Liverpool are in a significantly different place. They have a far more difficult league to navigate, married with the ludicrous expectations of some to challenge for large titles outright.  They have changed 3 of the back 4, retaining the only weak link in that setup (Skrtel). They've exacerbated the midfield issues with bizarre tactical applications that bind Henderson to Gerrard in a Hodgson-esque 2-man configuration which doesn't support the attack and clearly is still ineffective in protecting the defence.

Often Liverpool attack with isolation - 3 vs a swarm of defenders resting deep, in stark contrast to last season's quick attacking transitions and excellent off ball movement and rotation of the front 3, supported with 2 fullbacks and 2 central midfielders to allow ball retention, and management and creation of space.

It's Liverpool's previous season's attacking style that marries why I believe Liverpool bought Lazar, because Benfica operated very much in a similar manner, with the team's shape largely a fluid 343 in attack. And whether he played with mobile fowards like Rodrigo and Lima, or a more static big centre forward like Oscar Cardozo, Markovic didn't struggle to create or capitalise on space which he specifically needs to shine.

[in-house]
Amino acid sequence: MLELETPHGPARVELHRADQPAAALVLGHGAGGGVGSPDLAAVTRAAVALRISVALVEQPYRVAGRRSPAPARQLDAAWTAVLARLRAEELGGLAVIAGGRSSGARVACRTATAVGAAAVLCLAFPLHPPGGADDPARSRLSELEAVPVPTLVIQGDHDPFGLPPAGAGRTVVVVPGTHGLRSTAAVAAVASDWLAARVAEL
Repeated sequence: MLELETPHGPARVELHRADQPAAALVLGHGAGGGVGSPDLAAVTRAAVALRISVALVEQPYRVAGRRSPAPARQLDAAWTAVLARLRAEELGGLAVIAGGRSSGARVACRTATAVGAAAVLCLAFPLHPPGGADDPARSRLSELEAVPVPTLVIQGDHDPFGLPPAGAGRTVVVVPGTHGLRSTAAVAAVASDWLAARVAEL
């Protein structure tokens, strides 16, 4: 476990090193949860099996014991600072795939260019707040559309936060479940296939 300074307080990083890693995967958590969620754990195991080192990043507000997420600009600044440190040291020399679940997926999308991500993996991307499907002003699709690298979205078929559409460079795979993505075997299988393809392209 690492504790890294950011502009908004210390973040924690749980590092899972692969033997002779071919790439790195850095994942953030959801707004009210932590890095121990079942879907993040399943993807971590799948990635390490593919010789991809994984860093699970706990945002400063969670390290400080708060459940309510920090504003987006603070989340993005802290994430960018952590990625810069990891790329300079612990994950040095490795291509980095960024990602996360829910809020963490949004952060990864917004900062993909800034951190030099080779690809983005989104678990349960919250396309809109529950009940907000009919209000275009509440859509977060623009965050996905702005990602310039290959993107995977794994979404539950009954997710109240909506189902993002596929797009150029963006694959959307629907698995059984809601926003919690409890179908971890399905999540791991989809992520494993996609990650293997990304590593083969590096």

In short - Markovic hasn't been employed enough in the manner which plays to his strengths, and he's playing a role alien to him in a team that isn't functioning on any cylinders at times.  If people believe they've not seen anything of him to illustrate any promise or sign to justify his purchase, I would agree, albeit with a heavy heart.  If he's being reduced to taking down high diagonal balls from deep from Gerrard, and being expected to run to the corner flag, and put in a cross for the big man in the middle - most people who have seen him play will tell you he will always look worse than Stewart Downing if that's what his role is.